Briony got straight down to business. She encouraged aspiring writers and illustrators to constantly challenge themselves, such as doing writing and illustrating games. This is something Briony has done since childhood and she finds it very useful and productive. One of her favourite illustration games is a version of “Mr Squiggle”. Research is key too she stated. She talked us through the research she did for “Kumiko and the Dragon”.
Next up was an activity that involved Briony drawing a guinea pig, then eliciting ideas from the audience as to how to make it look like a dragon. She explained that this is how she created the dragons in the Kumiko series. Some of the dragons started as sheep, some as lions, and one even started as a platypus.
Briony shared a tale from her high school days where she had submitted a written assignment to her English teacher. He was so impressed that he had run after her and asked if she had considered being a writer as her work was so good. This was the first time she had considered the option of being a writer full time.
Tim Winton completely inspired Briony, she actually wrote to him for advice. He wrote back with publishers names and other tips but the stand out piece of advice for her was, “no guts, no glory!”
Briony told us how she was inspired to write “Kumiko and the Dragon” from a story told by her Japanese grandmother. She read an excerpt from the book, it was so good that I felt transported back to childhood, like I was back at school and my favourite year 1 teacher was reading to the class. This is a definitely going on my list of books to buy. Briony told us how she had entered the first chapter in the Voices on the Coast competition. She ended up going to Voices on the Coast and was approached by the Children’s Editor from UQP who wanted to publish “Kumiko and the Dragon”.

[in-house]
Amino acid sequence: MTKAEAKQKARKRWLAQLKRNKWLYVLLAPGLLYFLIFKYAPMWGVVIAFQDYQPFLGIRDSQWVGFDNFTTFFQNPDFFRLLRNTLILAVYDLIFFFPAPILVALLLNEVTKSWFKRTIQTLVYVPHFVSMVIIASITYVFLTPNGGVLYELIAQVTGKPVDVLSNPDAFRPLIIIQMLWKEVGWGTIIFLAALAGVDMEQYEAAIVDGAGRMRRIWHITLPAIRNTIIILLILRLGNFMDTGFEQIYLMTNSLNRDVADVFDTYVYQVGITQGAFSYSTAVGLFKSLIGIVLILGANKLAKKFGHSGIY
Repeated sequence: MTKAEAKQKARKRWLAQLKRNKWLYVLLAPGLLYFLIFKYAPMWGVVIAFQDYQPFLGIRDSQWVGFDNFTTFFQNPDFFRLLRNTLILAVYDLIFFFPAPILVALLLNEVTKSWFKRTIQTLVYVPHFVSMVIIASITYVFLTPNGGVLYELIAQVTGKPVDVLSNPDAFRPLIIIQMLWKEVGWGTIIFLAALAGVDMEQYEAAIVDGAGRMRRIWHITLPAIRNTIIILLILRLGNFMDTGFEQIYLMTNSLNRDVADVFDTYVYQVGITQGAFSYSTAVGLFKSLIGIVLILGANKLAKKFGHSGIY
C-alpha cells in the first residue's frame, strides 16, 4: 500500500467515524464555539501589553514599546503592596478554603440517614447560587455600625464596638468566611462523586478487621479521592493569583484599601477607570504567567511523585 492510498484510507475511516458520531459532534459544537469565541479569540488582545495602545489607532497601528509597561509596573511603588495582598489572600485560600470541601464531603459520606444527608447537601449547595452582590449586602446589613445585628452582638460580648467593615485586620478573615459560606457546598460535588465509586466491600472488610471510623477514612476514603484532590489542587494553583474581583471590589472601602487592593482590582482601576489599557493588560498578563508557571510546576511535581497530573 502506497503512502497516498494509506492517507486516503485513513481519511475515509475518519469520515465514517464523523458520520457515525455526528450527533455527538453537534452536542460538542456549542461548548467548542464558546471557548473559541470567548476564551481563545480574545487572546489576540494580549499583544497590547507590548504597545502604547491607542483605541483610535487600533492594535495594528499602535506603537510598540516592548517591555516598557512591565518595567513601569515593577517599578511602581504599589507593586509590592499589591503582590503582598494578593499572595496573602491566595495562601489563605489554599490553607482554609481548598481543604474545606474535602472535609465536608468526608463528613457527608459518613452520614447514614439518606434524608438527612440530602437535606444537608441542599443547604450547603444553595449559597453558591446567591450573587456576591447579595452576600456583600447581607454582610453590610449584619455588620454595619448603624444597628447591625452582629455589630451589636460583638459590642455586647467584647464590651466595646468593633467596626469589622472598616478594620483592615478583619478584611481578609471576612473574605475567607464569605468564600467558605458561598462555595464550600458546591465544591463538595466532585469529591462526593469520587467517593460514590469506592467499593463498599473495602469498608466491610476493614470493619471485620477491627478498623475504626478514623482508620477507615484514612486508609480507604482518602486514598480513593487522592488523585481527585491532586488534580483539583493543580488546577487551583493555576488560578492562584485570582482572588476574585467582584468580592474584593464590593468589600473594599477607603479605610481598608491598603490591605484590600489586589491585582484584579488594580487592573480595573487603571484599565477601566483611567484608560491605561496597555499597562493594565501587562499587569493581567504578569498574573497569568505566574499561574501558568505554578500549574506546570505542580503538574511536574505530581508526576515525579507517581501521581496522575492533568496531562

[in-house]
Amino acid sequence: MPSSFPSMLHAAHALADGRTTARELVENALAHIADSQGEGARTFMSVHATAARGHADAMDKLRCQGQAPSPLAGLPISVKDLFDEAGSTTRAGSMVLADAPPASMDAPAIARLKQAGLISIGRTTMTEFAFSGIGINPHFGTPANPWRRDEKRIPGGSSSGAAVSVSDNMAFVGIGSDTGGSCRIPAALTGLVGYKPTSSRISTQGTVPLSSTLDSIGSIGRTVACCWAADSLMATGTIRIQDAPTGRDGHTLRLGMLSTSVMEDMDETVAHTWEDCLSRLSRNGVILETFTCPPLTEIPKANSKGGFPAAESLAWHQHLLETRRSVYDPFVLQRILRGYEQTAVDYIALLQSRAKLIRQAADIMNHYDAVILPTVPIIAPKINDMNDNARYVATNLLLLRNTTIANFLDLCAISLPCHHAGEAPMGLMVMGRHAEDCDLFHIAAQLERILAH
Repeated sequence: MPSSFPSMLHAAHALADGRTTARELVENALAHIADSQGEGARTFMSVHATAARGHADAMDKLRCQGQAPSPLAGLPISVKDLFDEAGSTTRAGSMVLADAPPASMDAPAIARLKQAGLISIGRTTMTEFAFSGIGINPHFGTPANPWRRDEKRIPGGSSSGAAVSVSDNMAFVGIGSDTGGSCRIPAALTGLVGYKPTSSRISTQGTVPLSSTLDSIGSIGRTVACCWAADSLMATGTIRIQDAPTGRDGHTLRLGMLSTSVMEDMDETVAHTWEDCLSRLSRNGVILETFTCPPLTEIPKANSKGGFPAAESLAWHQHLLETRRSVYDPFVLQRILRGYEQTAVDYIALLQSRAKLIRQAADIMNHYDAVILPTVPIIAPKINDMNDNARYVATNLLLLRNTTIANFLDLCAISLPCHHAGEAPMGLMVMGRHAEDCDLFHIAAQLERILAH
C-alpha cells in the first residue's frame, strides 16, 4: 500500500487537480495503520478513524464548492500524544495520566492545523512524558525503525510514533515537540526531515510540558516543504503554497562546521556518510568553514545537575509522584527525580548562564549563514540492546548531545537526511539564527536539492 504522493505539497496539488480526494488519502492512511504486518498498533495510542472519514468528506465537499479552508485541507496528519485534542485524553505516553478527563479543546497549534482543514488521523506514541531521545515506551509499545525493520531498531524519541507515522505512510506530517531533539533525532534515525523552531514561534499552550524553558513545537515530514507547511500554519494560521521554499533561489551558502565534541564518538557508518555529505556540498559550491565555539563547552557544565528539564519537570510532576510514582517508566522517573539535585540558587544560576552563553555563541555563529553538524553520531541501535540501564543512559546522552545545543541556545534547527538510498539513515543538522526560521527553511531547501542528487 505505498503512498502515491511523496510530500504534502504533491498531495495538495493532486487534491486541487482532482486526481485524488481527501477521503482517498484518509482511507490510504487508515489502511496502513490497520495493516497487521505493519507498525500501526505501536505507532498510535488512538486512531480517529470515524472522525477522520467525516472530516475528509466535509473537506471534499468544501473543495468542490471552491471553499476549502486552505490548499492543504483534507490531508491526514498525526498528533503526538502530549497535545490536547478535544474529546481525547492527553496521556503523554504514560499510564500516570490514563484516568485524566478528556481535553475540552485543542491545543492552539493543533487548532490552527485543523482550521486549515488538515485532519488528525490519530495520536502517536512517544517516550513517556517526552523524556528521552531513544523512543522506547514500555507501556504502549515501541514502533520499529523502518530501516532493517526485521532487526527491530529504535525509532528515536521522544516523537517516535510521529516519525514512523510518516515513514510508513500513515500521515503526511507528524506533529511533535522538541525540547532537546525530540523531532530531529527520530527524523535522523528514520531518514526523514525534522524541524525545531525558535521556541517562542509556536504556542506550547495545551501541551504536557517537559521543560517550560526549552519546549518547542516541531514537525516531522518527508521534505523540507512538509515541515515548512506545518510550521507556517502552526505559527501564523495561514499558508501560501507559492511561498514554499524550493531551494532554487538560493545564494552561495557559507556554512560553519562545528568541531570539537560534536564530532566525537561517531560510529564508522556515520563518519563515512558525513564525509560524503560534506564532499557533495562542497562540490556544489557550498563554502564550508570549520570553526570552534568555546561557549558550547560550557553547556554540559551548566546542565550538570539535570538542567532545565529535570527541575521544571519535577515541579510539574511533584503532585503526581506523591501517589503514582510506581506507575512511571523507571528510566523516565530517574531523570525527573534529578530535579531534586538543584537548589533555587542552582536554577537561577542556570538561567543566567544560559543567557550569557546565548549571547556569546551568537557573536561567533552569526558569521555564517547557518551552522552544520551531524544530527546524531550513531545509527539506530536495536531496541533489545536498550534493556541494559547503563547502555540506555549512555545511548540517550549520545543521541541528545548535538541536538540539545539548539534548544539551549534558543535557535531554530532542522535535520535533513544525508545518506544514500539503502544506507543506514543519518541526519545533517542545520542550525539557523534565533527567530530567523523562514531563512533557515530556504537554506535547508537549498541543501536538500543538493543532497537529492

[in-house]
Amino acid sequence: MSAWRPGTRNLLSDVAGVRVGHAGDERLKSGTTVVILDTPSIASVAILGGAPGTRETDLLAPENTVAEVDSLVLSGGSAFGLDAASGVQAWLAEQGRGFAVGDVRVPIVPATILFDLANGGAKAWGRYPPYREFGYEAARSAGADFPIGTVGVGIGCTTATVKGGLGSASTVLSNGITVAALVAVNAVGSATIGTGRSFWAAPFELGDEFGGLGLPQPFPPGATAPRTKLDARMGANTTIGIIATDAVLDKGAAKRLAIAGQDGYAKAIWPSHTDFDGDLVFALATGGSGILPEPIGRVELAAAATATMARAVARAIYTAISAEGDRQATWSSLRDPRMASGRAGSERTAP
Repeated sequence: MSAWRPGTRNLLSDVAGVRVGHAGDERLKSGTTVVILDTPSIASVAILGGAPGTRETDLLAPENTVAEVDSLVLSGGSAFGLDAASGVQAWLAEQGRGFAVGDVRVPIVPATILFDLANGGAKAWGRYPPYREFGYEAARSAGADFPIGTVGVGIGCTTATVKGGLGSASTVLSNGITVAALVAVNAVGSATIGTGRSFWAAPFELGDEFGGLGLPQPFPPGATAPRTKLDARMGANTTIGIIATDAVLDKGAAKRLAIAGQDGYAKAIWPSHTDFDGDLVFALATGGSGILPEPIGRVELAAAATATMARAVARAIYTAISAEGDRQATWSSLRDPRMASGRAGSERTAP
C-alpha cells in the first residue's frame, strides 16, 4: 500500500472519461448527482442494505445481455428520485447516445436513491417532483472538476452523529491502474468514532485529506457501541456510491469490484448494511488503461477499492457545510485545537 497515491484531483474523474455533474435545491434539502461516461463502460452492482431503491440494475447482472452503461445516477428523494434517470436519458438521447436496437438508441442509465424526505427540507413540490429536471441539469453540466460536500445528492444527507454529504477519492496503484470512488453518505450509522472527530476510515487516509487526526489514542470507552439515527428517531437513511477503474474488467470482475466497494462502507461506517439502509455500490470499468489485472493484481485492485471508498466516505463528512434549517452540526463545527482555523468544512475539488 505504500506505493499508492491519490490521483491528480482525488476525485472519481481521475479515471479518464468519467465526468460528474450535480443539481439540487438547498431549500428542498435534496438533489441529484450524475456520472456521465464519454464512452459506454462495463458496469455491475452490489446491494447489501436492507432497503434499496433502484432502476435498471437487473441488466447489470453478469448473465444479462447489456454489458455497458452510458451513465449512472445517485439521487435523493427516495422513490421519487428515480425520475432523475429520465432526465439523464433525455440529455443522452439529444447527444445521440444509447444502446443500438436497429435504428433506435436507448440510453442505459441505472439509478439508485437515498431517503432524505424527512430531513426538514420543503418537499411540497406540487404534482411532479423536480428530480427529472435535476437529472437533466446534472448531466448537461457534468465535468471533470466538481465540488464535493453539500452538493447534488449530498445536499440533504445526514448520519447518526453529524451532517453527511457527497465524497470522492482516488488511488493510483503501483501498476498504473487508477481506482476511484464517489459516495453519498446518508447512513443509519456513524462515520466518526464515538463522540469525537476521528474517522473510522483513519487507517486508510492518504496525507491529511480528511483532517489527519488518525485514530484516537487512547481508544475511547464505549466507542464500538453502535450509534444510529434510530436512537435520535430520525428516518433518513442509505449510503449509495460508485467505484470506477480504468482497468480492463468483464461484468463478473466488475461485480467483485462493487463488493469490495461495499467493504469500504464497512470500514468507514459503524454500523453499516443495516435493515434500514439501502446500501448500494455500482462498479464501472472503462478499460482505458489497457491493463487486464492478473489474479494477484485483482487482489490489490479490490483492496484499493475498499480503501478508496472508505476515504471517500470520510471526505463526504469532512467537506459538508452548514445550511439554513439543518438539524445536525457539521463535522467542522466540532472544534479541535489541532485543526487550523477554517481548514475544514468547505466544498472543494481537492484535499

Briony explained that all her characters are based on real people. Not only do her characters share personality traits with real people, but she also draws them to resemble the people she knows. This allows her to connect with the emotions of her characters on a deeper level.
Briony shared a writing game that she plays with us. Creating visual language is someone she loves to do. She gave an example of having to describe a doona, without using the word ‘doona’. Briony uses a lot of metaphors and similes in her writing, she suggested that drawing is similar to using words to paint a picture.
Briony shared the process she went through to illustrate her upcoming book, “Here In the Garden”. She likes to show the cycle of things, so all 4 seasons featured in the illustrations of the garden. She showed us roughs of the layout of the picture book as a great example to gauge the layout of the entire book. We saw examples of her character development and how she developed the front page. Briony pointed out that the finished product of a book illustration does not convey the amount of work that has gone into it.
The members of the audience were almost in a trance as they listened to Briony. It became evident that she puts a huge amount of thought into everything that she does, and she gave some great examples of this to inspire others to do the same. I feel blessed to have sat in on this session.